Sunday 23 August 2015

Savage in Limbo review

It's Monday night at an almost empty, seedy Bronx bar in the mid-80s and five 32 year olds are not quite sure where their lives are headed, or even what exactly it is they want. What they do know, is that they want change, excitement and passion, and they want it now. Savage in Limbo by acclaimed playwright John Patrick Shanley offers a comedic yet honest look at hope, dreams and missed opportunities.

Sarah Nicolazzo is the shining star of this production as Linda Rotunda, the local girl that all the men know. Her boyfriend has just announced to her he wants to see ugly girls and she is just a little distraught. Nicolazzo delivers a brilliant performance and the physicality and facial expressions she uses to portray Linda are highly natural. 

Sunday 16 August 2015

Top 10 Films at the 2015 Melbourne International Film Festival

So two and a half weeks of craziness come to an end, and after getting to watch a mere 50 films, I now present you my Top 10 movies from the 2015 Melbourne International Film Festival.

1. Mustang 

Admittedly, when I think of countries creating brilliant cinema, Turkey is not one of the first countries I think so, but this will change with Mustang. Similar to that of Sofia Coppola's The Virgin Suicides, five sisters are locked inside their house by their uncle and grandmother after they are seen rubbing their legs against boys' necks in the beach. The girls are subjected to virginity tests and systematically married off to local boys with devastating results.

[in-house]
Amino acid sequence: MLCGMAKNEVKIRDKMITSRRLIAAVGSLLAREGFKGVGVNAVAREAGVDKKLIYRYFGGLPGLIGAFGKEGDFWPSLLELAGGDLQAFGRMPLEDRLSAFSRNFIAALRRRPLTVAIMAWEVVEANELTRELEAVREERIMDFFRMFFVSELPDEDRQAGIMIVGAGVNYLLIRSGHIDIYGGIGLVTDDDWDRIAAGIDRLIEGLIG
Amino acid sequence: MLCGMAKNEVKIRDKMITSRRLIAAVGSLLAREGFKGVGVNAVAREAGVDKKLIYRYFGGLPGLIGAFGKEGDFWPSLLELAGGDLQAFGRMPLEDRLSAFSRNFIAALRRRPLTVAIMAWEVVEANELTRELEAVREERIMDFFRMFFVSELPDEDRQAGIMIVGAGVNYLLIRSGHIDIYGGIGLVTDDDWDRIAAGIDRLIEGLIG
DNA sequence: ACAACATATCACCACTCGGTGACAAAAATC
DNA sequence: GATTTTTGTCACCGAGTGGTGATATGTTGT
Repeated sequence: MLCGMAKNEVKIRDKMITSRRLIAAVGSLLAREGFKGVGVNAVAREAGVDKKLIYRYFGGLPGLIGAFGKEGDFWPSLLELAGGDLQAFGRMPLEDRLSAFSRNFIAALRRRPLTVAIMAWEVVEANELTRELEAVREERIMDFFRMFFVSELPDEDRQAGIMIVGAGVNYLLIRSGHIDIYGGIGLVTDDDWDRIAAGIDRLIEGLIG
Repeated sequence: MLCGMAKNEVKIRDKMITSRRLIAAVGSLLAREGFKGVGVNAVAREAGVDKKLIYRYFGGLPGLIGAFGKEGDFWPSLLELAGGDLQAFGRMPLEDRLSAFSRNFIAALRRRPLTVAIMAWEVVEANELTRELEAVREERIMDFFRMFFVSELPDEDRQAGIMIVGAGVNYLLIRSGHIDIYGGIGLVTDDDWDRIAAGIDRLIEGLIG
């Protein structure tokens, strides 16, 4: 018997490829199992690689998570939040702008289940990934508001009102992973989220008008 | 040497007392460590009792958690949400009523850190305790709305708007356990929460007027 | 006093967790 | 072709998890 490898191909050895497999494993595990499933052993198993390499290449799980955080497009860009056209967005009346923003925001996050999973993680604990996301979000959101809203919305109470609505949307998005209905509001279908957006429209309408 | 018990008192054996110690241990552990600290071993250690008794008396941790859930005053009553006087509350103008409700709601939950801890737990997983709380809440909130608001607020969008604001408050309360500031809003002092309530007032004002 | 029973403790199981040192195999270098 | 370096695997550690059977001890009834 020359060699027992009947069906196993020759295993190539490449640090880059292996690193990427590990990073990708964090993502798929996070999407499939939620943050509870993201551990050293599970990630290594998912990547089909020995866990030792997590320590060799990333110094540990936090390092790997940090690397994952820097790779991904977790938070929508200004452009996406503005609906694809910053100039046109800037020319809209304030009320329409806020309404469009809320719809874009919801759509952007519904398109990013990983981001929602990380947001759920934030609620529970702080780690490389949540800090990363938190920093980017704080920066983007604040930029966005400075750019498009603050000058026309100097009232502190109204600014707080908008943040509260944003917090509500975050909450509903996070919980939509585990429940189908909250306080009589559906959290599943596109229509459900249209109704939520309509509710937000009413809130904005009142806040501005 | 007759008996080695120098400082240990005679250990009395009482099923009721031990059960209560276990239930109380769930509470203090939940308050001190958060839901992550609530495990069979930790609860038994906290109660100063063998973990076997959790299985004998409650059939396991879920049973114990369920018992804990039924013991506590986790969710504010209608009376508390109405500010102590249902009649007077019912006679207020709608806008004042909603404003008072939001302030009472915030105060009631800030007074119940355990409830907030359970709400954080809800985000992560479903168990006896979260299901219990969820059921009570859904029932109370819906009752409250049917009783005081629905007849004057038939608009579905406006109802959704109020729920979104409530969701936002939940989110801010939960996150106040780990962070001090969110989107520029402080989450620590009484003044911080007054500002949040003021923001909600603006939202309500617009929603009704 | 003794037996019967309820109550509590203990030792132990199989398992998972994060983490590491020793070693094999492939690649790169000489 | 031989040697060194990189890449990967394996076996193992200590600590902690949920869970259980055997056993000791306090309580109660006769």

The five females are incredible in this, and worth noting this is the first time any of them have acted in a movie. Gunes Nezihe Sensoy, who plays the youngest sister Lale, in particular has such a strong screen presence, that it would be a shame if we never saw her on the big screen again.
The suspense builds up in this tragic but uplifting story about the suppression of female sexuality by the patriarchy and how in many cultures women are still being seen as just a mother or wife. 
The film also boasts a beautiful score by Warren Ellis.
The trailer is in Turkish still but I think you can see the brilliance of the film beyond the language.

Sunday 2 August 2015

The Long Red Road review

The Australian premiere of Brett C. Leonard’s The Long Red Road follows six individuals all facing their own demons and struggles. Set in the heart of America, the name of the play is a Native American term for the journey toward redemption and inner peace. In this instance, the focus rests on the relationship between brothers Bob and Sam, and the effects of a tragic accident.

The first act begins with numerous mini-scenes peering into the lives of the six characters, and as such, the story moves at an incredibly slow pace. The attempts to provide insight into the turmoil and anguish they are facing result in actually knowing very little about these people, so until the end of the first act, I cared very little about these people. To be perfectly honest, I could have done without this act altogether and would have preferred to get right into the heart of the story found in the second act.